The text of Sir John Major’s speech at the Freedom of the City of Cork Presentation, held in Cork on Friday 20th June 2008.
SIR JOHN MAJOR:
There are some days that are indelibly printed in the memory: today is one. I shall always treasure the memory of this honour, and the delightful poem by Thomas McCarthy. All that, and lovely Irish music too! My only regret is that Michael Flatley was not dancing to it!
It is an especial pleasure that this honour is in company with Albert Reynolds. Albert and I first met as Finance Ministers, and became Prime Minister and Taoiseach at almost the same time. From the moment we met, we both decided to put the Northern Ireland Peace Process at the top of our agenda.
It looked hopeless: decades of mutual suspicion/recriminations/injustice/ violence. Few thought success was possible.
Albert and I believed in politics of reason/persuasion: we believed that violence would never reach a solution: but dialogue might.
But dialogue without agreement between the British and Irish Governments would simply sow confusion. That appreciation was the root of the Joint Declaration.
Others had tried: others had cared – but only a joint Government agreement was likely to attract widespread support.
The Joint Declaration not easily agreed. Went through many versions / much discussion / a lot of frustration – and the occasional squabble.
But Albert and I got there in the end. Albert took political risks – for which I will be forever grateful – and so did I. It was worth it.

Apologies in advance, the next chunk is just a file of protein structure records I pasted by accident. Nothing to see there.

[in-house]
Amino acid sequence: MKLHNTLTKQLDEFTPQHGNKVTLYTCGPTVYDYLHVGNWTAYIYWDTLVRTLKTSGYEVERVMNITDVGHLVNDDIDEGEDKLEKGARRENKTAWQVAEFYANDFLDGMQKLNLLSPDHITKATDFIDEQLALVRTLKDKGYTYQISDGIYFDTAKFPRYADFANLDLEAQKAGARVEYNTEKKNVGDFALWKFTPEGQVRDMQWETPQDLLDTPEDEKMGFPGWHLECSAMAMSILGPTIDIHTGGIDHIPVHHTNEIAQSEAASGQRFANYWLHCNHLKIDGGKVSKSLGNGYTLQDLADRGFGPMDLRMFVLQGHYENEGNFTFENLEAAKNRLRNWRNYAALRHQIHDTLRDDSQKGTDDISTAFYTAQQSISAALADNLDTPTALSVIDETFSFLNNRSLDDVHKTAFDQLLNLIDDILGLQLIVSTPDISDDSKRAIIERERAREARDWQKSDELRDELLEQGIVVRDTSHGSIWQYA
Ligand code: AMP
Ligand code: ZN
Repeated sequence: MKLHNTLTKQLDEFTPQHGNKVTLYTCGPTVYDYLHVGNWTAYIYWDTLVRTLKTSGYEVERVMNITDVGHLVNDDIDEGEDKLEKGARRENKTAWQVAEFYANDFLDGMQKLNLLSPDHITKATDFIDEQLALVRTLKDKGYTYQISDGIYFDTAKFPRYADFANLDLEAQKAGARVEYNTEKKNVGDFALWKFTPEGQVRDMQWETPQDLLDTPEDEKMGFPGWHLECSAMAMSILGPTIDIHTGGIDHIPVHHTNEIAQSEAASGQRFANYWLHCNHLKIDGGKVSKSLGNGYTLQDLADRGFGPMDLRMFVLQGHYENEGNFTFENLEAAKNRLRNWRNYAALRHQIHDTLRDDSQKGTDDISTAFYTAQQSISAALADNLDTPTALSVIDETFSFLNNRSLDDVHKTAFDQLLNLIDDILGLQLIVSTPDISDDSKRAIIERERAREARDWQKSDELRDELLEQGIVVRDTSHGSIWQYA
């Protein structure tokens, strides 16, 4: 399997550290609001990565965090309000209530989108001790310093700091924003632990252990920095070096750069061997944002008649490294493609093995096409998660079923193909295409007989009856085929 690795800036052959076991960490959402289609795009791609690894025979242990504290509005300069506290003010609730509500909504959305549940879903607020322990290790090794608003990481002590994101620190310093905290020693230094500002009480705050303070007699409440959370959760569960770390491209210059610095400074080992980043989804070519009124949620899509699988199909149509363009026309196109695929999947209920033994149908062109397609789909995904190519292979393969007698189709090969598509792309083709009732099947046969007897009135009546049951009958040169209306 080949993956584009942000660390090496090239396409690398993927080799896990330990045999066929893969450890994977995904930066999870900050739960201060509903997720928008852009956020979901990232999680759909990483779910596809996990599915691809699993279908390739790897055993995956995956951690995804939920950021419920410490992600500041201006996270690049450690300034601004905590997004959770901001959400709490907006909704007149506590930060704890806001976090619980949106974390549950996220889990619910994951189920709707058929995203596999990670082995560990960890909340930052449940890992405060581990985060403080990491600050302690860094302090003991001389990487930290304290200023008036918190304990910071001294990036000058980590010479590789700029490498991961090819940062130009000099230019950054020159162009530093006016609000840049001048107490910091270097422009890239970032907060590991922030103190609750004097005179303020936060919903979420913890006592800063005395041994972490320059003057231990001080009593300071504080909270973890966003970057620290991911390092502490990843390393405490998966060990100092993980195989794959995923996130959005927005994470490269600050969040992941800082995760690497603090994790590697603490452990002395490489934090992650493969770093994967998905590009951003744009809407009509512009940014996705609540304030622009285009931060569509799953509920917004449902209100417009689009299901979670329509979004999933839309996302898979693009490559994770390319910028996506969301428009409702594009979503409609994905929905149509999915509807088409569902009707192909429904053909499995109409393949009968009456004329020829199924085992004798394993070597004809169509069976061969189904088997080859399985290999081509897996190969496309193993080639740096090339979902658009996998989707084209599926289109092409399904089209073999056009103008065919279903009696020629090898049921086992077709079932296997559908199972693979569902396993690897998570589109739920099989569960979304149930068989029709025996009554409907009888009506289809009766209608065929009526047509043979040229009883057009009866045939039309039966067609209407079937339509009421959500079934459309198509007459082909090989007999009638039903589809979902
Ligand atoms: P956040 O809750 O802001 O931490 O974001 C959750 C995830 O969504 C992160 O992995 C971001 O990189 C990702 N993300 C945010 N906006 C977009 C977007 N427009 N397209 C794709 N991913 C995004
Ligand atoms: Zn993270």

What was the Joint Declaration?
a powerful symbol of Anglo-Irish determination;
a set of principles both Governments could accept;
the essential bedrock of an agreement.
It was not itself an agreement – but without it no agreement was possible.
It offered reassurances essential to negotiation:
their traditions/aspirations would be respected;
a United Ireland would not be imposed;
a way into democratic politics was open if they gave up violence.
The Joint Declaration was the beginning of what we knew would be a long process. The Irish Peace Process was like a Rubiks Cube in Gaelic – never easy to solve.
The Joint Declaration:
Agreed objectives for London/Dublin;
Addressed contradictory ambitions and fears.
After the Joint Declaration, Albert and I were confident an agreement would be reached: my only regret was that it took so long.
It was that path that has brought us here today: let me echo what Albert has already said: that we are proud to be your guests today, and that I am proud to be honoured alongside one of Ireland’s finest sons.